“We don’t have a clue, even a fragment, of bones that are much larger than these titanosaurs,” Pol says. It’s likely that a lucky scientist will someday find an animal larger than Patagotitan, but “it seems we may be getting closer to the maximum possible body size.”

    https://www.usatoday.com/story/tech/...und/546630001/

  2. #2
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    kmart's Avatar
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    Was it's head intact?

  3. #3
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    Pretty cool

  4. #4
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    ^ The party you support thinks this is hogwash and that the world started 6000 years ago.

  5. #5
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    Yeah that's cool, I remember I had a dinosaur plastic toy of one of those types of dinosaurs when I was a kid. It used to make a growling sound and vibrate. My big sister said it was too loud and confiscated it. I found it again a year later in the bottom draw of my sisters wardrobe. It smelled funny so I washed it and got it out at dinner time, to the surprise of my red faced sister.


  6. #6
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    Quote Originally Posted by misskit
    has shown that even the most humongous animals were sociable. The six specimens found at the Mayo ranch were found in a cluster, and several had died at roughly the same time.
    Scientists jumping to conclusions again. They weren't sociable, it was an all out brawl to the death.

    ^That's funny Wilson.

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    Jaysus, Wilson...Does yer sister read TeakDoor?...

  8. #8
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    My Kids are going through a huge Dinosaur phase ... so Dad has learnt a few facts.



    Doesn't surprise me that they found it in Argentina.
    They already have an Argentinosaurus (above and below) which is just a little smaller then the most recent discovery.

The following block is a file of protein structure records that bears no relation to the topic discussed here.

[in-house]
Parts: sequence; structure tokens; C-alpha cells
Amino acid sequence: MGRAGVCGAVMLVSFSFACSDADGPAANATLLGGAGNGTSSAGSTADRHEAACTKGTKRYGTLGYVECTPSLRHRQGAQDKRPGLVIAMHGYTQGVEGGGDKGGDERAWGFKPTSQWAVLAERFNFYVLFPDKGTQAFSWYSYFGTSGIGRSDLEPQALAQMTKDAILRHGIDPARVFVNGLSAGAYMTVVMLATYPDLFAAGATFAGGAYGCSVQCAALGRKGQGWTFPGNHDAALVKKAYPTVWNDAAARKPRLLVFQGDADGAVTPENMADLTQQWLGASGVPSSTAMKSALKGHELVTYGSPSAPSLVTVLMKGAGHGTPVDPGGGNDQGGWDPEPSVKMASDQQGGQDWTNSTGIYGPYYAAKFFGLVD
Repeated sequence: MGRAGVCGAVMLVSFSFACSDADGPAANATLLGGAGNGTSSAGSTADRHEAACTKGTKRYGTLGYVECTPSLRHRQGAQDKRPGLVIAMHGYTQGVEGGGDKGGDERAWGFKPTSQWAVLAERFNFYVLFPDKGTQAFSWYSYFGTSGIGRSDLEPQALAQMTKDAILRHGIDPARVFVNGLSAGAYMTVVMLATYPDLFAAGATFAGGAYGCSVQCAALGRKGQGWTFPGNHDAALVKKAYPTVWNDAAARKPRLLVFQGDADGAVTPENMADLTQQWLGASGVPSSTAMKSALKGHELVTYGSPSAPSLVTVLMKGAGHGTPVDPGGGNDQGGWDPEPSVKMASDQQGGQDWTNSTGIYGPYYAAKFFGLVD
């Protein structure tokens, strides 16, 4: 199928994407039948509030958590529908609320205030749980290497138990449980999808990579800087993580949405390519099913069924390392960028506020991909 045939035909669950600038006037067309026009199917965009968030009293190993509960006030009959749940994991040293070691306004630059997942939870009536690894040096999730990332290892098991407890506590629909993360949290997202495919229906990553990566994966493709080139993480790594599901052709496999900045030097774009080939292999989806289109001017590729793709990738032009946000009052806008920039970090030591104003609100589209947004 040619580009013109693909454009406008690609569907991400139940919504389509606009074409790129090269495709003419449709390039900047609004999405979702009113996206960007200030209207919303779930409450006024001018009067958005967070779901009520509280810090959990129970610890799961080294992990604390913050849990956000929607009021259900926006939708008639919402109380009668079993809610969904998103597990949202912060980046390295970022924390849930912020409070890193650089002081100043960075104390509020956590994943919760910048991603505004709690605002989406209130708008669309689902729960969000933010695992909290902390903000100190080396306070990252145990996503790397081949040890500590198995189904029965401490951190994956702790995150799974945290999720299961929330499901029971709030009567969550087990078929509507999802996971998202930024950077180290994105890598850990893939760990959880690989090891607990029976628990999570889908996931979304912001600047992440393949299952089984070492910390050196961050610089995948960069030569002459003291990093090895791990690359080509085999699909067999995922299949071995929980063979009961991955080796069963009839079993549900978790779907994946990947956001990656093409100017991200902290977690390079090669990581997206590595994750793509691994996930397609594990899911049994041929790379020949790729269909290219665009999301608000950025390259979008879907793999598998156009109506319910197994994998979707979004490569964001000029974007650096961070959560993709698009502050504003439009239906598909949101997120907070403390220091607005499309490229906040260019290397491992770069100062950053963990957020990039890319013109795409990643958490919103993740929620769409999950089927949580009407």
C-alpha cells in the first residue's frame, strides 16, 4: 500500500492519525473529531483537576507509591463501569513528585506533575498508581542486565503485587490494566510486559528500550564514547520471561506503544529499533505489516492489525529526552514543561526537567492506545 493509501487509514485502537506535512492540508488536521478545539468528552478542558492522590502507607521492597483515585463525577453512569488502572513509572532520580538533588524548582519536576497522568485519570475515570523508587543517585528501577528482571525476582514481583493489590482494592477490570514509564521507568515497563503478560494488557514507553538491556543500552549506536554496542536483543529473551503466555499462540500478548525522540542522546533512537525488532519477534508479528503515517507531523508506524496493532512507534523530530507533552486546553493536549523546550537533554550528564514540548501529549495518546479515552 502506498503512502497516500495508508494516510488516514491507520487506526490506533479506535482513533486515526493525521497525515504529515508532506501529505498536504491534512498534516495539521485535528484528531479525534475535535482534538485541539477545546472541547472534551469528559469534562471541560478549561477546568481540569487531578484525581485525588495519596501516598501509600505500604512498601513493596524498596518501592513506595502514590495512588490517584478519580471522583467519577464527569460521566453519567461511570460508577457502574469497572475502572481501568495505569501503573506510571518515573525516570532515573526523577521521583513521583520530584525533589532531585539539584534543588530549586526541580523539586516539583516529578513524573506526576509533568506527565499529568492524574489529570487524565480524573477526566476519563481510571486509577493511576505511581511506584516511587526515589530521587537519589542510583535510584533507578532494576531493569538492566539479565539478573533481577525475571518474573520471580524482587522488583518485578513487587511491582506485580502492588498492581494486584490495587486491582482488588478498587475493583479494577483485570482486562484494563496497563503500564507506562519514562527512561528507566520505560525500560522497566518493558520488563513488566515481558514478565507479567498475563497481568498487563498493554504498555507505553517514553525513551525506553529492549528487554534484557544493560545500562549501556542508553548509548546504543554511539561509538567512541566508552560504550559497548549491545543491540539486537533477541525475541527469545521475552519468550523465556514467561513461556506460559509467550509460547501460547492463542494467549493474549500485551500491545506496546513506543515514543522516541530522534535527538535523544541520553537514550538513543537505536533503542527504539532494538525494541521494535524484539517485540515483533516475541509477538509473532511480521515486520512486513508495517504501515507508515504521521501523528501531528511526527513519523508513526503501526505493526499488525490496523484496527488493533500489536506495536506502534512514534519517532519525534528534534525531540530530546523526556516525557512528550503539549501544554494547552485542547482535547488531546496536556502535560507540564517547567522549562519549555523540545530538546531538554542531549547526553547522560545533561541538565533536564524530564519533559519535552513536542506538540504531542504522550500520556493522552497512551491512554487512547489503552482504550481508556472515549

Argentinosaurus

    Argentinosaurus currently holds the record for being both the heaviest land animal ever, and the longest.

    Despite its huge size, Argentinosaurus laid eggs about the size of a rugby ball, so its young had a lot of growing to do to reach
    the 37 metre adult size which would probably have taken 40 years or more.

    For the most part, the giant sauropods perished at the end of the Jurassic, but in South America giants like Argentinosaurus and its relatives lived on.
    Perspective is everything ... it's the difference between going through an ordeal or going through an adventure..

  9. #9
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    A long time ago I read a study about the limits in size an animal can get, both small and large.
    The square cube rule plays a major part, but in particular egg-laying animals are limited because for an egg shell to be strong enough to support the weight of the embryo, there comes a point where the shell is too thick for the chick to get out.
    I wonder if these large dinosaurs were programmed to break the shells of their clutch?
    A mouse the size of an elephant would collapse with broken bones. As the animal gets bigger, the bones have to be bigger exponentially, not proportionally, thus these dinosaurs must have had more bone to muscle ratio than an elephant.